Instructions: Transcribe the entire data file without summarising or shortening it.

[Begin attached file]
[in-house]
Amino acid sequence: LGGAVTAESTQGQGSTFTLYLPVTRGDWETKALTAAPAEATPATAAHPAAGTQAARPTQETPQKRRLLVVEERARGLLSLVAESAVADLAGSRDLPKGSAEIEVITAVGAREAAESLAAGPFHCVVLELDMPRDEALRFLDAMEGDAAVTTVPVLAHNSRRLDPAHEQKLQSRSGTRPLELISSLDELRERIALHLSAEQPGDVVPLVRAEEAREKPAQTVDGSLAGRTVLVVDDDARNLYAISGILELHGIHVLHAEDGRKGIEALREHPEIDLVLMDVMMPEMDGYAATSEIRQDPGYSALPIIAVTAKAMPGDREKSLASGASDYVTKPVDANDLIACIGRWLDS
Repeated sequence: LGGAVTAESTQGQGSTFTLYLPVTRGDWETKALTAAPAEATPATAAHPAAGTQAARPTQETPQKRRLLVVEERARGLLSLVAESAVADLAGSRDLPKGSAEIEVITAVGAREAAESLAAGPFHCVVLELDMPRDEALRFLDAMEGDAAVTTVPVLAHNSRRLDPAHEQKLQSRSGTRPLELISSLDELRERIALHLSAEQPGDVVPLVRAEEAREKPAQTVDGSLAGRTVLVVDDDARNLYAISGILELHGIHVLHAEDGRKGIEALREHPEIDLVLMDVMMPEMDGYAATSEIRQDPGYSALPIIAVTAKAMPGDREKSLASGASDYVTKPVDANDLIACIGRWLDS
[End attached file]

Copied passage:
[in-house]
Amino acid sequence: LGGAVTAESTQGQGSTFTLYLPVTRGDWETKALTAAPAEATPATAAHPAAGTQAARPTQETPQKRRLLVVEERARGLLSLVAESAVADLAGSRDLPKGSAEIEVITAVGAREAAESLAAGPFHCVVLELDMPRDEALRFLDAMEGDAAVTTVPVLAHNSRRLDPAHEQKLQSRSGTRPLELISSLDELRERIALHLSAEQPGDVVPLVRAEEAREKPAQTVDGSLAGRTVLVVDDDARNLYAISGILELHGIHVLHAEDGRKGIEALREHPEIDLVLMDVMMPEMDGYAATSEIRQDPGYSALPIIAVTAKAMPGDREKSLASGASDYVTKPVDANDLIACIGRWLDS
Repeated sequence: LGGAVTAESTQGQGSTFTLYLPVTRGDWETKALTAAPAEATPATAAHPAAGTQAARPTQETPQKRRLLVVEERARGLLSLVAESAVADLAGSRDLPKGSAEIEVITAVGAREAAESLAAGPFHCVVLELDMPRDEALRFLDAMEGDAAVTTVPVLAHNSRRLDPAHEQKLQSRSGTRPLELISSLDELRERIALHLSAEQPGDVVPLVRAEEAREKPAQTVDGSLAGRTVLVVDDDARNLYAISGILELHGIHVLHAEDGRKGIEALREHPEIDLVLMDVMMPEMDGYAATSEIRQDPGYSALPIIAVTAKAMPGDREKSLASGASDYVTKPVDANDLIACIGRWLDS